On the master, I pushed up the 300-1200hz about 1 dB, used a little preset compression that sounded good, added a tiny bit of reverb, and used a limiter with about 2db threshold to get the overall levels up for the video.

I recorded directly into a Tascam HS-p82 with no outboard preamps and mixed it all in Reaper with the stock plug-ins, on my laptop.

-Stephen Schauer

 

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Recording Electric Guitar Video Series with Ross Hogarth and Tim Pierce

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Grammy winning Engineer/Producer Ross Hogarth and session guitarist extraordinare Tim Pierce joined us to create an 8-part video series featuring an in-depth look at Hogarth’s electric guitar miking techniques. These videos are an excellent opportunity for recording engineers at all levels to learn new methods or brush up on some great guitar miking techniques.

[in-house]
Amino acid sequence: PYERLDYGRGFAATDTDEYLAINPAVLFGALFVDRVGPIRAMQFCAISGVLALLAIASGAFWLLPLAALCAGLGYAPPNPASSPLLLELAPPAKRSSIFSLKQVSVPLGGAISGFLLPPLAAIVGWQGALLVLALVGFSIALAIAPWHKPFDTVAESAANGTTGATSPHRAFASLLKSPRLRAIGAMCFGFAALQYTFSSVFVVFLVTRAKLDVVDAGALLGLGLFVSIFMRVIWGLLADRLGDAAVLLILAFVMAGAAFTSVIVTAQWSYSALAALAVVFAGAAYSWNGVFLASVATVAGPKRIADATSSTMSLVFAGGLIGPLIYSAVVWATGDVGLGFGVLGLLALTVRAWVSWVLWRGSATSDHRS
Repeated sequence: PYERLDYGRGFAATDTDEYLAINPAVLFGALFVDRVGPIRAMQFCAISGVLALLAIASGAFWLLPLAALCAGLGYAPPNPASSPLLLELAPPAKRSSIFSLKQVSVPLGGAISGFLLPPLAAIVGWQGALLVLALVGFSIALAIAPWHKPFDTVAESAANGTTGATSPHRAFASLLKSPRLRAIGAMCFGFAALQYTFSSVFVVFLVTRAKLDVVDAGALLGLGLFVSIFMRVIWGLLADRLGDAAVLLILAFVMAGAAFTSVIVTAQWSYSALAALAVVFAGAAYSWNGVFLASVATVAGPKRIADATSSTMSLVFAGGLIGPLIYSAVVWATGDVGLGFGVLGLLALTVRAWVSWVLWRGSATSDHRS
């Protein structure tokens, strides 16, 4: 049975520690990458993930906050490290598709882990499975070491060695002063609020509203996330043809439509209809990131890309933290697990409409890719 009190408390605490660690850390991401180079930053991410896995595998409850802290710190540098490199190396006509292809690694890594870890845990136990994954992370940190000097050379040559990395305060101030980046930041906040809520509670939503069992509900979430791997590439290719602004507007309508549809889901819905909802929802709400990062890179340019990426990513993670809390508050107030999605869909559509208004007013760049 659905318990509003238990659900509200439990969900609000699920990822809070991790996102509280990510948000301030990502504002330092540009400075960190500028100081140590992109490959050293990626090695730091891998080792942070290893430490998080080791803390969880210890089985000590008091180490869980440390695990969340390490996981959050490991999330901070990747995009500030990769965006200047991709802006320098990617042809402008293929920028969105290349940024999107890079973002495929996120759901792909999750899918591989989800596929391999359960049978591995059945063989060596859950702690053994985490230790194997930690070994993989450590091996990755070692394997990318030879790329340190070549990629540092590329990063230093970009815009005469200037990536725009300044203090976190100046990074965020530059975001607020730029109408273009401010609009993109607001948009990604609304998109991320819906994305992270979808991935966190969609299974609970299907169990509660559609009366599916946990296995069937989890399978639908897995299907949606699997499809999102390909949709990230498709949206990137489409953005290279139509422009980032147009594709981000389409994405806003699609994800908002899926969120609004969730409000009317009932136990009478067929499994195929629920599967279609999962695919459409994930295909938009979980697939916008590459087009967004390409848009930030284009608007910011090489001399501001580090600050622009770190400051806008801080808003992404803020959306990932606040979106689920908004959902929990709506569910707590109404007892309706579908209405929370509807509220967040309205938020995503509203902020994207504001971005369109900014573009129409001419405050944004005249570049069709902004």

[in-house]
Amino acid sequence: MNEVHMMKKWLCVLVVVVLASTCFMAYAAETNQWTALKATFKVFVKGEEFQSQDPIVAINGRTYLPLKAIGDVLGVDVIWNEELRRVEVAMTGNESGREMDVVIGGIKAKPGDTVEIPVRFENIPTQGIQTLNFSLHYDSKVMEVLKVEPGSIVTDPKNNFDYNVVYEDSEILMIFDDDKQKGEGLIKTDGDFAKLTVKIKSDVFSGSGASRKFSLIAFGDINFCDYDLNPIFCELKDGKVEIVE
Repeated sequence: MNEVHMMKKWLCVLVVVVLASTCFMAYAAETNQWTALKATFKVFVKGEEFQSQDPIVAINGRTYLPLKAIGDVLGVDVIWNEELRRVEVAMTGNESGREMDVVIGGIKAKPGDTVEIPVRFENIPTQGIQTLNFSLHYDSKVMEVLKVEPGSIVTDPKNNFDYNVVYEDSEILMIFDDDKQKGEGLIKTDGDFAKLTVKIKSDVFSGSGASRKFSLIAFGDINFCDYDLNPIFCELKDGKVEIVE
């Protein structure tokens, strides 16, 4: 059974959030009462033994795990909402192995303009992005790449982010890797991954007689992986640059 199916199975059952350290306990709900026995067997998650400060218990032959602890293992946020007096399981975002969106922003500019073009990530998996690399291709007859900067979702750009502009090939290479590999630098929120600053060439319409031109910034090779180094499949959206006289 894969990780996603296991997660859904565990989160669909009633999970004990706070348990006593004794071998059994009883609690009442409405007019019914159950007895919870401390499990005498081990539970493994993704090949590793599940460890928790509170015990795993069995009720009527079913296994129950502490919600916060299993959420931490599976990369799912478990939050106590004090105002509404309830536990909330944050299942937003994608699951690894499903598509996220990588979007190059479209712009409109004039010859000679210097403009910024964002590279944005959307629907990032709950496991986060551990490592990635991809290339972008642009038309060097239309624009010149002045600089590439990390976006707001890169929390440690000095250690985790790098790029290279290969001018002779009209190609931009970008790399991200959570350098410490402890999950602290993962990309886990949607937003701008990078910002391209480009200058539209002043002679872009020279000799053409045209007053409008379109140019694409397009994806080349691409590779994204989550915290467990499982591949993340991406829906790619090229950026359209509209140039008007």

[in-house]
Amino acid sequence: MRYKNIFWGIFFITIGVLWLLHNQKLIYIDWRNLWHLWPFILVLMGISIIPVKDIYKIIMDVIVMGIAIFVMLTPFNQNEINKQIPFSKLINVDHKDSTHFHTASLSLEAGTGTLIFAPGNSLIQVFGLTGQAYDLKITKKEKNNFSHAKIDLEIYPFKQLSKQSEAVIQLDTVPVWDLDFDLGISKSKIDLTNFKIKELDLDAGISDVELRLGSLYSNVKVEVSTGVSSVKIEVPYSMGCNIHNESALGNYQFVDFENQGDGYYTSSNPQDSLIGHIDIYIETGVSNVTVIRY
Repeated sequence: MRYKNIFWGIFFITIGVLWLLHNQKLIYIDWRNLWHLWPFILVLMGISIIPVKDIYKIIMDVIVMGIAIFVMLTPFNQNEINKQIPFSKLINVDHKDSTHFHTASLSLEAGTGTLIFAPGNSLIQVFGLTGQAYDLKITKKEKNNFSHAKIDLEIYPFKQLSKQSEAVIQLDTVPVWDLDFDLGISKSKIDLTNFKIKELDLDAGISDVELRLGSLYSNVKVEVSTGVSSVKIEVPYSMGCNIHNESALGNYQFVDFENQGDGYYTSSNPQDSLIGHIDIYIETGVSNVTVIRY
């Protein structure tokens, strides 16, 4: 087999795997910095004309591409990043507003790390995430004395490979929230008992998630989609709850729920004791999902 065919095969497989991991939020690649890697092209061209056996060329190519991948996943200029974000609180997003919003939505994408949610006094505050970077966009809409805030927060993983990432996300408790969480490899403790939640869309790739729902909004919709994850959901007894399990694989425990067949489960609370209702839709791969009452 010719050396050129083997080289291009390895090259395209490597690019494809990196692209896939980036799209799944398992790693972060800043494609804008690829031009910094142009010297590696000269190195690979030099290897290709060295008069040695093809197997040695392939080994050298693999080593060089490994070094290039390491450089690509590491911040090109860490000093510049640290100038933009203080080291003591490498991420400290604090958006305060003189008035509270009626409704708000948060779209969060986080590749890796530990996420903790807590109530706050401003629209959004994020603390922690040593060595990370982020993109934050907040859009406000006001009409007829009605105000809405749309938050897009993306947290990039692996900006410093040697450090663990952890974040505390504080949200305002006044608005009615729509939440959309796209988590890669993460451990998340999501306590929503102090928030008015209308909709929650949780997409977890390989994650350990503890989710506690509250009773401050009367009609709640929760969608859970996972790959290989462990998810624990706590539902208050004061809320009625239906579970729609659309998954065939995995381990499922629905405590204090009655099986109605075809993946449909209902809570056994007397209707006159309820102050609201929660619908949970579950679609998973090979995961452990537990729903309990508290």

Recording Electric Guitar, with Ross Hogarth and Tim Pierce. Session 1 of 8.
Divided by 13 amplifier into a Marshall 4-12 cabinet.

Introduction to blending a Royer Labs R-121 ribbon microphone with a Shure SM57 dynamic mic on electric guitar.

 

Recording Electric Guitar with Ross Hogarth & Tim Pierce. Session 2.
Marshall JCM 800 amplifier into a Marshall 4-12 cabinet.

R-121 and SM57 blend vs R-101 & SM57 blend

Two microphone blends are compared; a Royer Labs R-101 ribbon microphone and Shure SM57 dynamic mic, and a Royer R-121 ribbon microphone and Shure SM57 dynamic mic.

 

Recording Electric Guitar with Ross Hogarth & Tim Pierce. Session 3.
65 Blackface Fender Deluxe

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Blending a Royer Labs R-121 ribbon microphone with a Shure SM57 dynamic mic on a combo amp.

 

Recording Electric Guitar with Ross Hogarth. Session 4.

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Microphone Placement Techniques